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  • John Reese

The Critical Few

This series of blogs based on my Restaurant Re-Boot piece is as much for me as it is for you. I’m taking our current uncertainty and trying to make sense of it, to gain some measure of control over a situation that has turned our worlds upside down.


The older I get, the more I realize how little control we truly have and how much anxiety and stress that we create in trying to shape the world according to our will. There is strength to be gained by accepting and seeing our situation for what it is, be present in it, be open to learning from it rather than to fight it. Must be a ‘second half of life’ thing!


Planning for me has to be kept simple, visible and measurable. The term ‘strategic planning’ is daunting – it screams of lengthy sessions, complex documents and charts, PowerPoints and boardrooms. The truth is that planning must have input from those on the shop floor who are impacted by high-level decisions. It must be clear, simple and shared. Alignment and engagement of vision are vital, but you must also have full buy-in with your game plan and goals. Consensus is not the goal; Commitment from the group on the decision made is the objective.


Getting results is more about subtraction than addition. This is counterintuitive for the entrepreneurial mind, which often aims to solve issues by wanting to throw more shit against the wall to see what sticks, to do more and to push harder. This dilutes our resources and dulls our impact. Focus is needed to commit to doing less, but doing it better and becoming masters of prioritization.


The Planning Cycle

A clear vision and strong core values provide direction and guide smart decisions. They affirm your intention and help you participate in creating your future. Being settled on your big thinking (10 years+) and medium-term possibilities, we now shift into the shorter term where things get real. Vision becomes strategy, and we shift to being all about execution.


The annual plan must include key targets from your budget so that they are highly visible to all stakeholders. Our objective is to make plain our top 3-5 goals for the company for the fiscal year. These annual goals must be consistent with and in support of both your medium-term priorities and big picture strategy. Your key team members must all participate in and contribute to shaping your annual goals.


Given the fast-paced and highly uncertain world that we operate in, we then shift to setting quarterly actions. Again, you must establish the 3-5 critical few as opposed to the miscellaneous many. Without focus, you gain little momentum. Avoid the temptations of the bright and shiny things that continually bombard you. Stick to your chosen path, core competence, strengths and goal commitments.


Set the quarterly priorities for the company as a whole as well as having each department head establish them for their area of responsibility. Meet before the start of each new quarter and set clear priorities—review weekly to keep the train on the track. If anyone is off-track, identify the why behind this and fix the issues. This is your rhythm.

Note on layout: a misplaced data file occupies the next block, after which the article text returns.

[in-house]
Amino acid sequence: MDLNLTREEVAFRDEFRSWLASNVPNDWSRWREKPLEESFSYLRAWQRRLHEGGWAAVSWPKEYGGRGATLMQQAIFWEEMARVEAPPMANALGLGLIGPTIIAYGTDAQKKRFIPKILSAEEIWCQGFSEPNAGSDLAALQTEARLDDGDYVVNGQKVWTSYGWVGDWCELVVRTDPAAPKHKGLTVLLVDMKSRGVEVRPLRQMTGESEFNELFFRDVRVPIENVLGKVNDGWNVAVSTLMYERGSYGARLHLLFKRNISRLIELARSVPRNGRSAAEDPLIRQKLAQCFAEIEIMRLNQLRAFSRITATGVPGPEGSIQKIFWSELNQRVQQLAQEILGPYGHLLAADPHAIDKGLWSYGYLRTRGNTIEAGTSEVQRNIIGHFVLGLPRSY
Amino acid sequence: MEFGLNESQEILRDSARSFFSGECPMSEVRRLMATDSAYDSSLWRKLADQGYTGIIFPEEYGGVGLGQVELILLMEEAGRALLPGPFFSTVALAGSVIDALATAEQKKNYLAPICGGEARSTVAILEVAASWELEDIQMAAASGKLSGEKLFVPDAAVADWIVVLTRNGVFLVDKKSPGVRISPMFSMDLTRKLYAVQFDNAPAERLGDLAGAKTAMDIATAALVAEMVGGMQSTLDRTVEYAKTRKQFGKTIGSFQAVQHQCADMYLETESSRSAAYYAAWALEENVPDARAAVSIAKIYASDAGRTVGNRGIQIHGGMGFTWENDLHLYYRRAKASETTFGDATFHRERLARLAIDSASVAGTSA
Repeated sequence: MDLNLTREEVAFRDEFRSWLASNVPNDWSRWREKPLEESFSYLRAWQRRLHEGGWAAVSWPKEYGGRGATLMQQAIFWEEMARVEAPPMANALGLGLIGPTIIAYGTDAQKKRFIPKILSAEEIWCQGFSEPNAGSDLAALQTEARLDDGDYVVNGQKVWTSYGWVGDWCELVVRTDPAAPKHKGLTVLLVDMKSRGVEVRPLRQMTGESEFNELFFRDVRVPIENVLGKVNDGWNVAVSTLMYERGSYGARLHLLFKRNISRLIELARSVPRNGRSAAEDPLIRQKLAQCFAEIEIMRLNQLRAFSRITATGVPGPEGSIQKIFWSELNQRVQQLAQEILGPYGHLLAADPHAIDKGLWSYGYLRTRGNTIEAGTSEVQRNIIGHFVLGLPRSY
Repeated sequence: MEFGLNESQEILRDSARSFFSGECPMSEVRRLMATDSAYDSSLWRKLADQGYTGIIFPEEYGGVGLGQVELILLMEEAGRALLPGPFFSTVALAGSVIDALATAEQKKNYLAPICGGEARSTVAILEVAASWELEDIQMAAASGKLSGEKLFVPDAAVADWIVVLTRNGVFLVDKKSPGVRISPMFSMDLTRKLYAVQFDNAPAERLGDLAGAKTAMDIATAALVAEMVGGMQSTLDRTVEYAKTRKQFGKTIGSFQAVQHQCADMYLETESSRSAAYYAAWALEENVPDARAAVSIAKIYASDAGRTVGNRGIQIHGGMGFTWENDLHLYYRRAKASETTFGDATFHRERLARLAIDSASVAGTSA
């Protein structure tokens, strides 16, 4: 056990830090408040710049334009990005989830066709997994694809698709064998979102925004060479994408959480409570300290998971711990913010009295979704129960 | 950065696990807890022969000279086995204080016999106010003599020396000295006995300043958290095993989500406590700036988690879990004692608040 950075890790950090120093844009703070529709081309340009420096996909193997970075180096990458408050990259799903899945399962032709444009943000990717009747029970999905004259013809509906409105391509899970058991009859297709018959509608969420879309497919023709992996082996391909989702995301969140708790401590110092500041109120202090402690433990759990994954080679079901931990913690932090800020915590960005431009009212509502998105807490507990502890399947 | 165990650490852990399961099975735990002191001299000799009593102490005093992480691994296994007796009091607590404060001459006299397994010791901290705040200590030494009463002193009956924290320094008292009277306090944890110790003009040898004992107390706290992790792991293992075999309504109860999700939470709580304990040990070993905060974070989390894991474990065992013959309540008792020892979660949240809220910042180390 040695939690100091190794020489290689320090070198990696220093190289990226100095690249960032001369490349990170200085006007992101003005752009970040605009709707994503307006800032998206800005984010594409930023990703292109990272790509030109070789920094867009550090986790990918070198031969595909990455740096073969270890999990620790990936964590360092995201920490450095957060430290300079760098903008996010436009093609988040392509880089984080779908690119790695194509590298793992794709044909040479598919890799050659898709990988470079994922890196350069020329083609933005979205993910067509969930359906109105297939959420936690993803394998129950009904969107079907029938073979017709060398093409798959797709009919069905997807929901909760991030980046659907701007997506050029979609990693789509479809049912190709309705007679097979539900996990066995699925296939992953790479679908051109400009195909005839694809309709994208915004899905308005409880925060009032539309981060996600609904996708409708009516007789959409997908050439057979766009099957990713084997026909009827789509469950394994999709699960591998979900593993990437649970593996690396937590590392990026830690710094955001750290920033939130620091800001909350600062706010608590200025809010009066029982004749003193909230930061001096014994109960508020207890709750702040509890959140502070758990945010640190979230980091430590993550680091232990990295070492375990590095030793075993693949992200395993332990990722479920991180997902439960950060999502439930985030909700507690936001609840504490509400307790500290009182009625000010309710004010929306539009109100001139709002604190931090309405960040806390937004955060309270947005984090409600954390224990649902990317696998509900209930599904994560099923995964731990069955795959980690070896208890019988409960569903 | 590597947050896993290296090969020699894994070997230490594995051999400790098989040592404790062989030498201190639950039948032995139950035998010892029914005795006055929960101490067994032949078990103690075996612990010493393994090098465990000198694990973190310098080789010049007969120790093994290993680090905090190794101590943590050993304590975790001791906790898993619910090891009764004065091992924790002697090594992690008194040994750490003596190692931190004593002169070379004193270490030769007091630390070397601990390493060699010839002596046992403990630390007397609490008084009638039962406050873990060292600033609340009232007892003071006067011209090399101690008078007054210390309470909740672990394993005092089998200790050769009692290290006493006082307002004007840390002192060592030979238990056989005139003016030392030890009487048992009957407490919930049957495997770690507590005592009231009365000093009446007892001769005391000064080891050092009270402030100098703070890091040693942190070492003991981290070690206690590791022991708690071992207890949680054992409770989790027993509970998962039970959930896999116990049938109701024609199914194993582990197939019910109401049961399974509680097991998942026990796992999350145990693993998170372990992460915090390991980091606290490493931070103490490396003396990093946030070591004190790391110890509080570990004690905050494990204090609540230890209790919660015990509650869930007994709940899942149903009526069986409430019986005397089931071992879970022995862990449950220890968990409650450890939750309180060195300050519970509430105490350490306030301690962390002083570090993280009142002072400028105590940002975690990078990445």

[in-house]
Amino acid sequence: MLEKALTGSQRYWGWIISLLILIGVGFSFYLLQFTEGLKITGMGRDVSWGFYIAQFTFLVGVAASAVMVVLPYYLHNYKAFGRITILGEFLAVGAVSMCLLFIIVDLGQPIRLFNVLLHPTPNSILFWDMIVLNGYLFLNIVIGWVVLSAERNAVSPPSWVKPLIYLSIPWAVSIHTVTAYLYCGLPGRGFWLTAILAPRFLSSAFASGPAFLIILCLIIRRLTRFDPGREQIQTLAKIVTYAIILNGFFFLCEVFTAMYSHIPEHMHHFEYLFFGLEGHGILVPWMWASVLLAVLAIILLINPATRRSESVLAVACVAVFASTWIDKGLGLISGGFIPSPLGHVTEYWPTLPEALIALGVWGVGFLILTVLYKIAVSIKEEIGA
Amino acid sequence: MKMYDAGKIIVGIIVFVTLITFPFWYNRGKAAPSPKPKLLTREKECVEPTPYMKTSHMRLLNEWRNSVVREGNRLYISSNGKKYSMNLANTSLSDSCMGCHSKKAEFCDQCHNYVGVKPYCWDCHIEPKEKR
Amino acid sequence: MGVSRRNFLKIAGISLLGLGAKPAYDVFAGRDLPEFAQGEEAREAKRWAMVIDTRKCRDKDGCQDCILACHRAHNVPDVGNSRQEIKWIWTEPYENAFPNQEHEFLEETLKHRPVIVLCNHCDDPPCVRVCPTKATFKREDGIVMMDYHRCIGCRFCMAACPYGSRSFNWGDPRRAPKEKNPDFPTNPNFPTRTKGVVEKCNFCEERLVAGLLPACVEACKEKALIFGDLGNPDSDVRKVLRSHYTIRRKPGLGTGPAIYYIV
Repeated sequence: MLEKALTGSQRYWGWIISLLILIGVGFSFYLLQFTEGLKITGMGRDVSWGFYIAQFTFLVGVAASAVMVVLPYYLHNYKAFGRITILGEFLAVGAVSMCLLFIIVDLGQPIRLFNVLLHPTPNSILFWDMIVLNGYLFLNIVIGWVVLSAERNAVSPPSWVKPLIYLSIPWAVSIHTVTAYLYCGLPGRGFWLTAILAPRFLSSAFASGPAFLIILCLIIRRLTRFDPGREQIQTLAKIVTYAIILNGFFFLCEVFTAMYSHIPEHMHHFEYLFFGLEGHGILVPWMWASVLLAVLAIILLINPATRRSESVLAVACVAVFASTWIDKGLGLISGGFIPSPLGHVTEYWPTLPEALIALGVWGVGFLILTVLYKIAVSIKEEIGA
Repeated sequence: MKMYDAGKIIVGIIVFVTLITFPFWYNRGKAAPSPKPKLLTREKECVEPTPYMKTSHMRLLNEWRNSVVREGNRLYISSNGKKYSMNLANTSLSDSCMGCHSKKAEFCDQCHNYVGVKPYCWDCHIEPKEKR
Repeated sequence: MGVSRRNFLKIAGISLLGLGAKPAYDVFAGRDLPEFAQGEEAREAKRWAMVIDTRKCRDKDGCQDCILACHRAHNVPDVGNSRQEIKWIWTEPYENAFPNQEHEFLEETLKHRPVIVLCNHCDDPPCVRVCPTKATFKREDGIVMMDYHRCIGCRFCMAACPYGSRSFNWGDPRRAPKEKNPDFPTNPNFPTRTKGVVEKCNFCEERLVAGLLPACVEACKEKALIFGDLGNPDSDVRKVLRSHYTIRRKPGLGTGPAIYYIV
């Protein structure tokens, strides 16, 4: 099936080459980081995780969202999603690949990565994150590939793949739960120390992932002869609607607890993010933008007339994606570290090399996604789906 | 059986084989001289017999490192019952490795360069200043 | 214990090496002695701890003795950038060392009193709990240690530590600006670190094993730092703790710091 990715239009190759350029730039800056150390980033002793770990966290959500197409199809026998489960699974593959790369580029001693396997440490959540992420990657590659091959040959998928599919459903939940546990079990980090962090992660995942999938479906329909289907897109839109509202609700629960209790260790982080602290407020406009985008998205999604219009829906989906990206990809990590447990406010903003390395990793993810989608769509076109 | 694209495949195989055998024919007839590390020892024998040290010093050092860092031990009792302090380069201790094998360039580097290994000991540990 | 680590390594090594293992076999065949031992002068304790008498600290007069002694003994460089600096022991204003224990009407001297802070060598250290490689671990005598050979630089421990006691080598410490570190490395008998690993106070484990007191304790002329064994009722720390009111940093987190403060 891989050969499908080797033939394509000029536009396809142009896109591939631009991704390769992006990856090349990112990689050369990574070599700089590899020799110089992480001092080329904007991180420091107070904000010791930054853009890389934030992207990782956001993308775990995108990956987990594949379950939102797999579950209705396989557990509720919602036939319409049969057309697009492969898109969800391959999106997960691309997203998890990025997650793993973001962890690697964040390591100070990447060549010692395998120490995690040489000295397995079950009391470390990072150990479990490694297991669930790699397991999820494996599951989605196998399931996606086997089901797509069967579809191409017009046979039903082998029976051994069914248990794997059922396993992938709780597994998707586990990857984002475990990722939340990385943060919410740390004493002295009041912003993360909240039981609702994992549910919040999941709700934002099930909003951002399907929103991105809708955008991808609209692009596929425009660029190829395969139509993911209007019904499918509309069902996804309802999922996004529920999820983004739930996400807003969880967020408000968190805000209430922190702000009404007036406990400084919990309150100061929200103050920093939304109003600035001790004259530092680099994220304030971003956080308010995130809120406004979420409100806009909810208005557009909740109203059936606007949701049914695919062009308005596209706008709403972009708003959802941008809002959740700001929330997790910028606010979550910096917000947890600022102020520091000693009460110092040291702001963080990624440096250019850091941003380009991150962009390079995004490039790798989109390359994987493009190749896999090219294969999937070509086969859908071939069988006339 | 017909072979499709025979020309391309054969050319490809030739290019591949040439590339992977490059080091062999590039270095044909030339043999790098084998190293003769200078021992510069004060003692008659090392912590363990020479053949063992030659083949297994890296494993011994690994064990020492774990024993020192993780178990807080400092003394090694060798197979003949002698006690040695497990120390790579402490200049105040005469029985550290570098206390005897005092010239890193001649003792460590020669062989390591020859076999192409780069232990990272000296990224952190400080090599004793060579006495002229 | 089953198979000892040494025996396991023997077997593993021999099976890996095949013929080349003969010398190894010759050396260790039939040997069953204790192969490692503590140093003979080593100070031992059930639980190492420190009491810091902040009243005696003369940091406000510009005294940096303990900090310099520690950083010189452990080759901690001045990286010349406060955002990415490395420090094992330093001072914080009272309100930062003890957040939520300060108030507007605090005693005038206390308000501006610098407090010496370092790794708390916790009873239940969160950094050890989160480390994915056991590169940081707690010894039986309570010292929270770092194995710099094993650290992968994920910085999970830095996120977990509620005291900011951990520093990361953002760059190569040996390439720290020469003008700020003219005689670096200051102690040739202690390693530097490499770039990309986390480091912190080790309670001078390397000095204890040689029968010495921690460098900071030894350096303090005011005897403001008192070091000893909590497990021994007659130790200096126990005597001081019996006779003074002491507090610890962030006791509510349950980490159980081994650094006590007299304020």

You are not looking to build a complex strategic plan that sits on the shelf. You want focus, visibility, weekly measurement and continued progress.


At the end of each quarter, meet with the team and measure your success. Have you achieved 80% of our quarterly and annual goals? If not, and still important, move any relevant un-done goals into the next quarter and focus on getting things done. Even the smallest bits of progress daily, weekly, monthly, quarterly and annually bring an infectious positivity to the business that snowballs. The inability to get things done is a morale killer and leads to get further stuck in the mud. Don’t let it happen to you and your team.

The Critical Few

• Establishing 3-5 top priorities is not easy. The tendency is to add thoughts, ideas and potential solutions.


• You don’t want a lengthy to-do list. Those are daily and weekly activities that have to get done effectively.


• The critical few is established by distilling identified issues and opportunities, and eliminating all but the essential items and ranking in terms of priority.


• These top priorities must have teeth to be effective. The goals must be Specific, Measurable, Achievable, Relevant & Time-Bound (SMART) for there to be real progress.


• Don’t be daunted by the whole strategic planning concept. Commit to establishing your top 3-5 priorities annually and quarterly. Get the team aligned and working together to achieving what you have established, measure weekly and get unstuck. You will be amazed how your momentum builds.


Until next time!



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